The class of 2015 - the 280,000 or so teenagers who got their A-level results - have fallen victim to cuts in education spending, according to headteachers’ leaders.
Schools and sixth-form colleges “simply cannot afford the teachers” for key subject areas like music, law, design and technology and German, said Malcolm Trobe, deputy general secretary of the Association of School and College Leaders.
He was speaking as A-level results showed a drift by teenagers towards taking the traditional academic subjects - with geography candidates going up by 12.7 per cent, history by 7.1 per cent and English literature by 4.9 per cent. Maths, too, showed a rise of 4.4 per cent confirming it as the most popular A-level subject for today’s teenagers for the second year running.
However, this was counterbalanced by falls in music of 7.2 per cent, law of 6.8 per cent, German of 4.3 per cent and design and technology by 3.3 per cent.
“All of these subjects are important in their own right for a range of students,” said Mr Trobe, “but they generate smaller classes.
“We are extremely concerned that this year’s A-level and AS-level (the exam taken by students at the end of the first year of the sixth-form and worth half an A-level at present) figures show an emerging pattern which reflects a decrease in these courses.
“This reduces the curriculum choice available to students and has an impact on sectors which are very important to the country. Music, for instance, is a very important industry and design and technology is vital in a range of professions.”
Kevin Courtney, deputy general secretary of the National Union of Teachers, added: “Schools and colleges are facing substantial real terms funding cuts for post-16 education and it is vital that those cuts are reversed to ensure that future cohorts of learners are not disadvantaged.”
However, the Department for Education said it had ended the “unfair difference” in funding post-16 education between schools and colleges “meaning every full-time student can study a full timetable of courses”.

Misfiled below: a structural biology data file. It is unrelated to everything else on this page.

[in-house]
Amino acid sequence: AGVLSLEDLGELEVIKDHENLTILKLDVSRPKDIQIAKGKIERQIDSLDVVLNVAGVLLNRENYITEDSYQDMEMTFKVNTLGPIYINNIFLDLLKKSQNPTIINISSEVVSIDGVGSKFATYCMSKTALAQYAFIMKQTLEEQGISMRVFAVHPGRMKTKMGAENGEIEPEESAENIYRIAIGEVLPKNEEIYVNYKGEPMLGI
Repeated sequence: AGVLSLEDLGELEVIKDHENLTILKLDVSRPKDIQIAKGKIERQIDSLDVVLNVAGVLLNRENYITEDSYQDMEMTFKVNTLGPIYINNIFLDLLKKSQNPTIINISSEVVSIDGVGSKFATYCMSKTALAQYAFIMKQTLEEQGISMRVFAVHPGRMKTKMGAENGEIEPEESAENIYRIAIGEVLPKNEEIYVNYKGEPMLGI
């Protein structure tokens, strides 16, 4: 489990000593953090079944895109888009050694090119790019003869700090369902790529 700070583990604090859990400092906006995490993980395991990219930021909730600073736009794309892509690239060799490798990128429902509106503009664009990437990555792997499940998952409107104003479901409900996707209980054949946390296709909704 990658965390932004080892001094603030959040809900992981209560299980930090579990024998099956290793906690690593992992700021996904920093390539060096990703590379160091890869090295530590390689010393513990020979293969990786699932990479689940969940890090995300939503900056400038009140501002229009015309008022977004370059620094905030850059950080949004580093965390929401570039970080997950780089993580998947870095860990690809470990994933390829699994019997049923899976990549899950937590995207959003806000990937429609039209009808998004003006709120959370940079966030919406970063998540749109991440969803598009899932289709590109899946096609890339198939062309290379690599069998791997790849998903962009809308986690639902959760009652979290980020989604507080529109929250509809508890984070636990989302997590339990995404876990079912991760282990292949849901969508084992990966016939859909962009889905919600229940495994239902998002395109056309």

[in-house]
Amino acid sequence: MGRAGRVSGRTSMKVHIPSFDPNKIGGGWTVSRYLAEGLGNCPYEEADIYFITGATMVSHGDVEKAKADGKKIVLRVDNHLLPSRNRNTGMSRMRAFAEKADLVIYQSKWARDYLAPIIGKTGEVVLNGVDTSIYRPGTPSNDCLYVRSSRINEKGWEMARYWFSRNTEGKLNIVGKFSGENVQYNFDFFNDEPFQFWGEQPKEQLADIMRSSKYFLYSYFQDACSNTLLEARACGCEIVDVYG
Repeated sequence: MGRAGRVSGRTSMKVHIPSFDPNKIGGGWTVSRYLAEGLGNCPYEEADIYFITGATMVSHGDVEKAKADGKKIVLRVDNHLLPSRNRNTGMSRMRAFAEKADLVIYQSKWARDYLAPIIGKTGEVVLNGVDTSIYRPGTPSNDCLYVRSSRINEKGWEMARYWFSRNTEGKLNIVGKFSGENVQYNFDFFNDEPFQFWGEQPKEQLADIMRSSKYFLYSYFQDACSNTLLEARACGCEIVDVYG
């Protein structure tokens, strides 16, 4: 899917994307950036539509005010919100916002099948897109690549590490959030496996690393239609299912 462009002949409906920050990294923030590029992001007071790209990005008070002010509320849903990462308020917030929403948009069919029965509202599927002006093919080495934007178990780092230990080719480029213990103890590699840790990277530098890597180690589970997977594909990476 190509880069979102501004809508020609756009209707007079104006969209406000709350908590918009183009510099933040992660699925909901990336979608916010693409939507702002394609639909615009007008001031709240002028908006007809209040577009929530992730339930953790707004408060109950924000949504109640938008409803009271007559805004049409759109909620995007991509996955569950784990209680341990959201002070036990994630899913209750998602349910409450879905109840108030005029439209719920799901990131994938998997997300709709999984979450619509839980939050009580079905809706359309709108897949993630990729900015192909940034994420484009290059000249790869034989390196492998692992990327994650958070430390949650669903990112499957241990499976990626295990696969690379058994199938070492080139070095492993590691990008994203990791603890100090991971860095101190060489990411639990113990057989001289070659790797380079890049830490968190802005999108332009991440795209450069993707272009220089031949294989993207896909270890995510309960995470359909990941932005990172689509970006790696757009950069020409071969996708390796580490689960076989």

In particular, it singled out £276 million earmarked for music education aimed at ensuring all young people had access to a high quality music education.
The trend towards more academic subjects did not stretch to the sciences, though, with chemistry (down 1,6 per cent), biology (1.2 per cent) and physics (1.1 per cent) all showing a decline.
Dr Adam Marshall, of the British Chambers of Commerce, said: “The skills gap could be set to widen as we’ve seen the take-up of sciences fall even further. We need to do all we can to increase participation and interest in science related subjects. We could start by addressing the growing gender gap as there are almost four times more male pupils taking physics than females.”
There was a mixed picture over modern foreign languages with Spanish record the second highest rise of any subject of 14.4 per cent - but German slumping badly - down 4.3 per cent.
“Despite languages being crucial for life and work in an increasingly connected world, A-level entry figures remain disappointingly low for yet another year,” said Vicky Gough, schools adviser to the British Council.
Computing saw the biggest rise in uptake of all with a 29.1 per cent increase - but there were 10 times as many male new entrants as women, experts revealed.
Lesley Davies, from Pearson’s - the UK’s largest awarding organisation, said: “I think it’s great to see computing going up.” She said that gaming and associated industries were expanding with the result that teenagers believed it was “cool to code”.
The DfE estimated that the number of students studying the “facilitating subjects” was up by 15,000 this year - and 13 .3 per cent since the “EBacc” - ranking schools in league table on their performance in traditional academic subjects - was introduced.